As I write this, the third annual Music City Grand Prix revs up the engines for Sunday’s 80-lap street race that begins at Nissan Stadium and crosses the Cumberland River via the Korean Veterans Memorial Bridge.

In 2024, due to construction of the new Titans stadium, the course will move downtown, racing along Lower Broadway and across the bridge. That’s the subject of my Aug. 4-10 Ledger story, where you’ll also see a map of the new course layout. IndyCar is moving the race from early August to mid-September, and it will be the Series’ season-finale, where the champion will also be crowned.

I also write about Nashville driver Josef Newgarden and his quest to become the race’s first American champion. It’s not too much of a stretch to say that in just three years, the Music City Grand Prix has become IndyCar’s second-biggest event behind the Indianapolis 500 — which Newgarden won for the first time in May.

-Ledger cover by Michael Hopey

Summer Tourism Visitors: SEC, NHL

Here are the recent covers and story links to this busy, busy sports summer–from June’s sold-out NASCAR Ally 400 at Nashville Superspeedway to the historic NHL Awards and Draft at Bridgestone Arena (held for the first time at the same venue in one city) deaths to upcoming SEC Football Media Days, which is cover story in the July 14-20 edition of the Ledger.

I spoke with former Vanderbilt quarterback Jordan Rodgers, who will be on Lower Broad on Tuesday night as one of the SEC Nation hosts. We had a great conversation, including the fact that he thinks UT could win the national championship this season.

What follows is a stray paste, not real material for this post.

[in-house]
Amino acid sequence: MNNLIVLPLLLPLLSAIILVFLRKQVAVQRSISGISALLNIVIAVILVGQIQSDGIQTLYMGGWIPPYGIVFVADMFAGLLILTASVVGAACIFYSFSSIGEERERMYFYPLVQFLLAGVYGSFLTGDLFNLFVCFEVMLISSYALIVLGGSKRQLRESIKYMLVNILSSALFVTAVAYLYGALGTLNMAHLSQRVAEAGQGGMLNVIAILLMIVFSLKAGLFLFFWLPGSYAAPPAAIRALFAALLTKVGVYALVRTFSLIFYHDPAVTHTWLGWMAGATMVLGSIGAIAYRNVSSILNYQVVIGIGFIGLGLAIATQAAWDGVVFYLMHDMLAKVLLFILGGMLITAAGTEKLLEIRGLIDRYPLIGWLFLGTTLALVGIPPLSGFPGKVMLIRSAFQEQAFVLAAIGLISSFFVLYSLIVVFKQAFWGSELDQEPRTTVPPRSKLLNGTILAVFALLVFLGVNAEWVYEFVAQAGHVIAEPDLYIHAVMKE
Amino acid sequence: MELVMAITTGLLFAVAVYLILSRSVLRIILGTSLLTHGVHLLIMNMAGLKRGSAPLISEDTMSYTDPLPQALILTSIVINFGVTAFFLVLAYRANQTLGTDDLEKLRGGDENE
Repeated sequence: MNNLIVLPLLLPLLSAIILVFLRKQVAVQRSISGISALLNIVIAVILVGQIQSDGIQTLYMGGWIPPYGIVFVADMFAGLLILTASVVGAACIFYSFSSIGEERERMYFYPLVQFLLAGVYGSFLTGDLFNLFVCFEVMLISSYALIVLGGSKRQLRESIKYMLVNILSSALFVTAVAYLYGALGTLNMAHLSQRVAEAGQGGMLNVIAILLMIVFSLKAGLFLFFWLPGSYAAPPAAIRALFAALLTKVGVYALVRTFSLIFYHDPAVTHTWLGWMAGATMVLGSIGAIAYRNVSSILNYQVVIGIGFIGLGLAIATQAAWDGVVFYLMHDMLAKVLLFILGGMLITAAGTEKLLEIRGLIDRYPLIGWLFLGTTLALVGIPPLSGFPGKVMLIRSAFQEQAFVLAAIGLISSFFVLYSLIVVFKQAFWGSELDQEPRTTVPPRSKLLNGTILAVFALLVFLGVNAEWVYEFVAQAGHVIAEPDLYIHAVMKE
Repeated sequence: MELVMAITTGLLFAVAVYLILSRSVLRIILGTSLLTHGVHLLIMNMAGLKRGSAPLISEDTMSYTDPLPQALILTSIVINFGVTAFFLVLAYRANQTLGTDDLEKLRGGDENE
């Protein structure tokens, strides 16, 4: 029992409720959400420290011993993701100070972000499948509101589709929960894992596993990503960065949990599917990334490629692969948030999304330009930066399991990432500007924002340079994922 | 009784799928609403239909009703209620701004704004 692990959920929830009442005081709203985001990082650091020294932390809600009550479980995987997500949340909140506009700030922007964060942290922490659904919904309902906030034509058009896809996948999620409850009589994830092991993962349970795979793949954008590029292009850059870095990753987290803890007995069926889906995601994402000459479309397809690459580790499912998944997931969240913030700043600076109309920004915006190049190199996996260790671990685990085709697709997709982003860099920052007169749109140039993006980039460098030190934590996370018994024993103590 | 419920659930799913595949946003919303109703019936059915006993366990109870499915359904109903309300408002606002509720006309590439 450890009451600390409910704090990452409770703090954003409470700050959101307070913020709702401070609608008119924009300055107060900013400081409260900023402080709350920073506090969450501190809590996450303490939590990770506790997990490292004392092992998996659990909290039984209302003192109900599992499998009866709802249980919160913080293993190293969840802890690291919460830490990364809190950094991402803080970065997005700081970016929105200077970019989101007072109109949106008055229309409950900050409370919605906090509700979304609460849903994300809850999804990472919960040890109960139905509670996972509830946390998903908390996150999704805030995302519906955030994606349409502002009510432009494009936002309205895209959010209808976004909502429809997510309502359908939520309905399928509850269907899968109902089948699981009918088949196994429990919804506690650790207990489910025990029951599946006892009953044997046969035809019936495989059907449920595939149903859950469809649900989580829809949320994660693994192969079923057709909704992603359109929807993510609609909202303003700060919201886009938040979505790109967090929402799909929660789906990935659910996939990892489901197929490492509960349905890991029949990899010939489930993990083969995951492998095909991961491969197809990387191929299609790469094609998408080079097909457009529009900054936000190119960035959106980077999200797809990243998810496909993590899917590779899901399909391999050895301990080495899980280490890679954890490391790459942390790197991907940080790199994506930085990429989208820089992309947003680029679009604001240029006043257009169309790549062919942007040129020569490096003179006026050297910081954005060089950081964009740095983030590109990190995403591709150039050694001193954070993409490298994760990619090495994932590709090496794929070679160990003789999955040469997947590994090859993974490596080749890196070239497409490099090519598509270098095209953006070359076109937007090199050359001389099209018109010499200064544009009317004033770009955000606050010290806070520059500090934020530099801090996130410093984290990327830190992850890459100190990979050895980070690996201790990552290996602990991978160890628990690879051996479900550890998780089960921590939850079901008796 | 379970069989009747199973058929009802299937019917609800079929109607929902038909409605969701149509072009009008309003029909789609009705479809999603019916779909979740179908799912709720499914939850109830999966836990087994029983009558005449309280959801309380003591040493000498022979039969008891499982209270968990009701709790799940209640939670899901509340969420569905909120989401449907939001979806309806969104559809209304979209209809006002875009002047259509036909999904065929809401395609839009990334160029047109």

-Ledger covers by Michael Hopey

-Ledger cover by Michael Hopey

Another tourism aspect I’ve written about this summer is the state’s entertainment industry. I recently spoke with Bob Raines, director of the Tennessee Entertainment Commission, about that growing segment and the fact that Nashville is starting its own Music, Film and Entertainment Commission.

As always, thanks for reading

Tom Wood

65 Replies to “Updated: The August 2023 Edition …”

  1. I met you at the Southern Festival of Books this past weekend by chance. Looking for a book I chose Vendetta Stone and you graciously signed it for me. I cannot put this book down… it’s such a delight to stumble upon a new author and their words just flow from first sentence.

    • Hi Rhonda, thanks so much for the kind words. Let me know your thoughts after you finish Vendetta Stone. I look forward to your comments, and hope you’ll share with your friends and do a review on Amazon. And if I may, let me recommend our water-themed anthology WORDS ON WATER by the Harpeth River Writers for a future read. It launched Oct. 1 and is available online.

  2. Tom, I’m note sure I ever met David, but I know him through his work. Now I admire him as I read what you have written about your love for him – it is quite a testimony. I envy the friendship you have with him. God bless your memories of him…

    • Thanks, Skip. Mike and others were closer to David than I was, but yeah, family. I treasure him and everyone else from those newspaper days.